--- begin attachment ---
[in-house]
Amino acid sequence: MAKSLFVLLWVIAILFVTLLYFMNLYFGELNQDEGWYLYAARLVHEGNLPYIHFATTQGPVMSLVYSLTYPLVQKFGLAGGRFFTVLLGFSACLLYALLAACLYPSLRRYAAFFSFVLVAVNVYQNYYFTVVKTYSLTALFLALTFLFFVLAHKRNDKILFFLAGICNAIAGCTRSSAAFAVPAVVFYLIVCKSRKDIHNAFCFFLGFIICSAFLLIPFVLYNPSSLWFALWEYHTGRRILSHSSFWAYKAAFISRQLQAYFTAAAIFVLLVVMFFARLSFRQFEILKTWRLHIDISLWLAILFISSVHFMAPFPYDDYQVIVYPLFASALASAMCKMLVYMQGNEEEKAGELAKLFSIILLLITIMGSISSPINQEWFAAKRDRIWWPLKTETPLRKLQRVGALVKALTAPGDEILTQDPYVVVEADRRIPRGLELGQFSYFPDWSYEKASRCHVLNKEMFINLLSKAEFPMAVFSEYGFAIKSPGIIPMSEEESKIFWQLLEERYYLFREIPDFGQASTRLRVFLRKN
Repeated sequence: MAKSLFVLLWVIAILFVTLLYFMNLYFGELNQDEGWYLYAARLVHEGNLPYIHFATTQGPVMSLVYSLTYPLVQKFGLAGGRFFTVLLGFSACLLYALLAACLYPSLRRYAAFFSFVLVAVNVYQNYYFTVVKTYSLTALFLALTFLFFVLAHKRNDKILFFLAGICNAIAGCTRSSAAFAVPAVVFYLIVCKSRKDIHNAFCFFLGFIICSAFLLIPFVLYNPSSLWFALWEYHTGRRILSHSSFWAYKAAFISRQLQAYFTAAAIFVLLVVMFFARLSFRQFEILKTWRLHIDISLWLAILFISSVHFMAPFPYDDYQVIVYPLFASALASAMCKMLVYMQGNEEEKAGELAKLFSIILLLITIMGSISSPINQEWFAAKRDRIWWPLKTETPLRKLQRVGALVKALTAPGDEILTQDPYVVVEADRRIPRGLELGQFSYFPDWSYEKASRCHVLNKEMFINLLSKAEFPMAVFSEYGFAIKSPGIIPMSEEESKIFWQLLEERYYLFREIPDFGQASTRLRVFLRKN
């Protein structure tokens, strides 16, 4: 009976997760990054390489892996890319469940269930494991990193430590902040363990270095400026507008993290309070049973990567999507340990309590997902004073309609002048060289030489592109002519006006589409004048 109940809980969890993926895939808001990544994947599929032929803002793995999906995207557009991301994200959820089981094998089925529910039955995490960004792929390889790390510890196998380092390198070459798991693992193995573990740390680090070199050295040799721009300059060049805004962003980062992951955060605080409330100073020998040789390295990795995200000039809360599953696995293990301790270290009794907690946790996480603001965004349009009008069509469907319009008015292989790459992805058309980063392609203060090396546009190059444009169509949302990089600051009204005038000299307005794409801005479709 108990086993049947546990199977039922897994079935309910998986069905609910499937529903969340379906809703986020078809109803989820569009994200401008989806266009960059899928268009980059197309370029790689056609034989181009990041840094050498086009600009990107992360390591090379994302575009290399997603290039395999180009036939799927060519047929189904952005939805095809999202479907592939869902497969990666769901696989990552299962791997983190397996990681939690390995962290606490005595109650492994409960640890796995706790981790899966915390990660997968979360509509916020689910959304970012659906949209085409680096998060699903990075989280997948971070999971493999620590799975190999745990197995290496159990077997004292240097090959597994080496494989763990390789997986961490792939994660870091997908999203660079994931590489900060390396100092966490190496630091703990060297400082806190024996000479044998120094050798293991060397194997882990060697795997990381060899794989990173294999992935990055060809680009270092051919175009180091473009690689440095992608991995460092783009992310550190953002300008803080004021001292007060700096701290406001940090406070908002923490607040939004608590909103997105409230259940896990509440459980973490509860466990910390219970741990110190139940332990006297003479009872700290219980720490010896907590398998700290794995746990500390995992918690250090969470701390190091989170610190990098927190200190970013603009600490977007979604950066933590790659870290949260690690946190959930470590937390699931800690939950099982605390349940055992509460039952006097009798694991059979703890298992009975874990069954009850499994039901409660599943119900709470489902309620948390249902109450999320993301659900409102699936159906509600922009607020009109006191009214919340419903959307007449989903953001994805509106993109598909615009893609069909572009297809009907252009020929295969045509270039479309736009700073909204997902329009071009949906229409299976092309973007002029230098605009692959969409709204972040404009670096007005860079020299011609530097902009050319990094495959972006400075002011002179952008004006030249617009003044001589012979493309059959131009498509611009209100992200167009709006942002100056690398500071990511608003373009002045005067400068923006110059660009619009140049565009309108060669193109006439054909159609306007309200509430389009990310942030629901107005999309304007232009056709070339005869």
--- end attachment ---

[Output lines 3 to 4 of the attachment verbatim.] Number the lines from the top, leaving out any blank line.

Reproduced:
Repeated sequence: MAKSLFVLLWVIAILFVTLLYFMNLYFGELNQDEGWYLYAARLVHEGNLPYIHFATTQGPVMSLVYSLTYPLVQKFGLAGGRFFTVLLGFSACLLYALLAACLYPSLRRYAAFFSFVLVAVNVYQNYYFTVVKTYSLTALFLALTFLFFVLAHKRNDKILFFLAGICNAIAGCTRSSAAFAVPAVVFYLIVCKSRKDIHNAFCFFLGFIICSAFLLIPFVLYNPSSLWFALWEYHTGRRILSHSSFWAYKAAFISRQLQAYFTAAAIFVLLVVMFFARLSFRQFEILKTWRLHIDISLWLAILFISSVHFMAPFPYDDYQVIVYPLFASALASAMCKMLVYMQGNEEEKAGELAKLFSIILLLITIMGSISSPINQEWFAAKRDRIWWPLKTETPLRKLQRVGALVKALTAPGDEILTQDPYVVVEADRRIPRGLELGQFSYFPDWSYEKASRCHVLNKEMFINLLSKAEFPMAVFSEYGFAIKSPGIIPMSEEESKIFWQLLEERYYLFREIPDFGQASTRLRVFLRKN
């Protein structure tokens, strides 16, 4: 009976997760990054390489892996890319469940269930494991990193430590902040363990270095400026507008993290309070049973990567999507340990309590997902004073309609002048060289030489592109002519006006589409004048 109940809980969890993926895939808001990544994947599929032929803002793995999906995207557009991301994200959820089981094998089925529910039955995490960004792929390889790390510890196998380092390198070459798991693992193995573990740390680090070199050295040799721009300059060049805004962003980062992951955060605080409330100073020998040789390295990795995200000039809360599953696995293990301790270290009794907690946790996480603001965004349009009008069509469907319009008015292989790459992805058309980063392609203060090396546009190059444009169509949302990089600051009204005038000299307005794409801005479709 108990086993049947546990199977039922897994079935309910998986069905609910499937529903969340379906809703986020078809109803989820569009994200401008989806266009960059899928268009980059197309370029790689056609034989181009990041840094050498086009600009990107992360390591090379994302575009290399997603290039395999180009036939799927060519047929189904952005939805095809999202479907592939869902497969990666769901696989990552299962791997983190397996990681939690390995962290606490005595109650492994409960640890796995706790981790899966915390990660997968979360509509916020689910959304970012659906949209085409680096998060699903990075989280997948971070999971493999620590799975190999745990197995290496159990077997004292240097090959597994080496494989763990390789997986961490792939994660870091997908999203660079994931590489900060390396100092966490190496630091703990060297400082806190024996000479044998120094050798293991060397194997882990060697795997990381060899794989990173294999992935990055060809680009270092051919175009180091473009690689440095992608991995460092783009992310550190953002300008803080004021001292007060700096701290406001940090406070908002923490607040939004608590909103997105409230259940896990509440459980973490509860466990910390219970741990110190139940332990006297003479009872700290219980720490010896907590398998700290794995746990500390995992918690250090969470701390190091989170610190990098927190200190970013603009600490977007979604950066933590790659870290949260690690946190959930470590937390699931800690939950099982605390349940055992509460039952006097009798694991059979703890298992009975874990069954009850499994039901409660599943119900709470489902309620948390249902109450999320993301659900409102699936159906509600922009607020009109006191009214919340419903959307007449989903953001994805509106993109598909615009893609069909572009297809009907252009020929295969045509270039479309736009700073909204997902329009071009949906229409299976092309973007002029230098605009692959969409709204972040404009670096007005860079020299011609530097902009050319990094495959972006400075002011002179952008004006030249617009003044001589012979493309059959131009498509611009209100992200167009709006942002100056690398500071990511608003373009002045005067400068923006110059660009619009140049565009309108060669193109006439054909159609306007309200509430389009990310942030629901107005999309304007232009056709070339005869």